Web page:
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  • Writer's pictureAlison

Hope After Cancer Alison's story


 

Meet Alison

Alison (she/her) - White British

Diagnosed in 2020 - Stage 2B (T2, N1) ER+ Breast Cancer

My top affirmation - Self-care is not selfish.

 

Thank goodness I went along to my routine mammogram appointment in October 2020.


Alison cold capping during chemotherapy sessions

It would have been so easy to find excuses to postpone it – after all, we were in the middle of a pandemic!


I quickly became an expert in ‘tunnel vision’, blocking out worrying world events and focusing all my attention on each next hospital appointment and each next step of the process.


Following surgery, chemotherapy, radiotherapy (and a fractured ankle that was very slow to heal), I was exhausted and unfit, but also trying to carry on with life and work “like before”.


Eventually it caught up with me and I took some time out over Christmas 2021 to properly rest and recuperate.


I arranged some coaching sessions with Fiona Stimson of Working With Cancer, who helped me address my work:life balance. She also helped me get my fear of recurrence into perspective, so that it doesn’t negatively invade my thoughts every day like it used to! I created my own recovery plan, starting with prioritising diet and exercise with new ‘habits for life’.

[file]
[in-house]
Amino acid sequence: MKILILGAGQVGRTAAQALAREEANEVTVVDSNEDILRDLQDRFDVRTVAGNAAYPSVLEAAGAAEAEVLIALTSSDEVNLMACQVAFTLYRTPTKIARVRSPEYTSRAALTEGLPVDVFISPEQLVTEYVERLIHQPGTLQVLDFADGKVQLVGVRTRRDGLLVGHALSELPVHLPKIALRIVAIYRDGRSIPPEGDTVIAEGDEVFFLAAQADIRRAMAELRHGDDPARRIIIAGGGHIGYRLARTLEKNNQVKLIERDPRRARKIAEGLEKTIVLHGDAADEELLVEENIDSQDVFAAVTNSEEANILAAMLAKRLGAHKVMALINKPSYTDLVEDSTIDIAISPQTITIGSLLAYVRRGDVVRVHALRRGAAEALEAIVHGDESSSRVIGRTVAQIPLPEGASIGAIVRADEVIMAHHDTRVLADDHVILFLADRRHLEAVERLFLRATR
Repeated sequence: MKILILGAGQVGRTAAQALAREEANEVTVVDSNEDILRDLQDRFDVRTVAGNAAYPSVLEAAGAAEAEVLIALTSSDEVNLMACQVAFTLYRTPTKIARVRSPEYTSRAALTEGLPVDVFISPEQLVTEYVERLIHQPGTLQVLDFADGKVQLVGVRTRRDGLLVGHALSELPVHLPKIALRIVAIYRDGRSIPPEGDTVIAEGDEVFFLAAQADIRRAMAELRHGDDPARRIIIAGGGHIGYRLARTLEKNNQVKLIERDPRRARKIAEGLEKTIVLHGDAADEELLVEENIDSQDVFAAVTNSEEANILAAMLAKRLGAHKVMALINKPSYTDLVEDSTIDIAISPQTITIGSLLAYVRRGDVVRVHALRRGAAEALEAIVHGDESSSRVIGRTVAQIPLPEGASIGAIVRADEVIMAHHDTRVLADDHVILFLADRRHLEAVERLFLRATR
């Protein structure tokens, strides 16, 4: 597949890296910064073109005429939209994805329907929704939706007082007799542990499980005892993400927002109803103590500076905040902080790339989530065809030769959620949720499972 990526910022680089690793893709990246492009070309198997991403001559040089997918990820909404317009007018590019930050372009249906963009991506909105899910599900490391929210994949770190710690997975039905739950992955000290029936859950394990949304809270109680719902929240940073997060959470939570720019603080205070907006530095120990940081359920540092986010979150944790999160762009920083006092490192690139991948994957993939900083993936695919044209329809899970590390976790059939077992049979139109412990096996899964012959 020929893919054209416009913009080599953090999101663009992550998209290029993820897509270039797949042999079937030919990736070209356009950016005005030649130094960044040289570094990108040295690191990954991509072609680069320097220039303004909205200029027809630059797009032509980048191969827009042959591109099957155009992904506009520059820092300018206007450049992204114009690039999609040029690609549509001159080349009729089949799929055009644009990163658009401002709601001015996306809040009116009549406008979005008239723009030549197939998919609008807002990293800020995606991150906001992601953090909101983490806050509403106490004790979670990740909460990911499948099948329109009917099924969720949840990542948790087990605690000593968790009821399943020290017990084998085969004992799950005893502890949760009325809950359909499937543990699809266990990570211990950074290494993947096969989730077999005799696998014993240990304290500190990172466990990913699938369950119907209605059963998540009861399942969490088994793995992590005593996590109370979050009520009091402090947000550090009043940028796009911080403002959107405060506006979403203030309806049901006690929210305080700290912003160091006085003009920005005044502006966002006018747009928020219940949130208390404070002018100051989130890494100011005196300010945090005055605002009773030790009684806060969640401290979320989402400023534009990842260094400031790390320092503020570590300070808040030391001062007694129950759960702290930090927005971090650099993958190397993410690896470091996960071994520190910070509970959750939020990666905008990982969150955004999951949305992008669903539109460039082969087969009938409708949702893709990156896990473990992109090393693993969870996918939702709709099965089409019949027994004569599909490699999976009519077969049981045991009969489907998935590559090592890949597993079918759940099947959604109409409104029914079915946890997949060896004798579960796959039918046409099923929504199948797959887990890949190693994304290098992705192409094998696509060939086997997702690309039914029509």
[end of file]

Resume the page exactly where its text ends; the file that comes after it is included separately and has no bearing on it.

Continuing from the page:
It was not until the post-treatment phase that I really started to reflect on everything that had happened, like finally stopping to take a breath. I contacted Breast Cancer Now and spoke to one of their ‘Someone Like Me’ volunteers; she had been through such similar experiences to my own - I think this was the start of me coming to terms with everything and finding a way forward that felt right for me.


"I began to realise that I had been putting way too much pressure on myself to ‘bounce back’"

So I started the process of re-setting my goals with more realistic expectations. I signed-up for the Life After Cancer group sessions and this really helped me work out what was important to me, going forward. And I learnt that you really can’t rush the process; in fact, it is exactly this process of deep reflection that has transformed how I think and feel about my future.


It’s hardly surprising that many people go through an enormous amount of soul-searching following a cancer diagnosis, and I hugely admire and encourage everyone that wants to make big changes to their lives!


Through the coaching sessions I realised I didn’t want to make any dramatic changes – I was happy with the overall structure of my life and just want to focus on enjoying how I live now and spending time on the things that are most important to me!


The most liberating thing I have learned is to accept my current limitations (and long-term treatment side effects) and not let them upset or frustrate me anymore – and most of all, not to let them hold me back from what this life after cancer has to offer!



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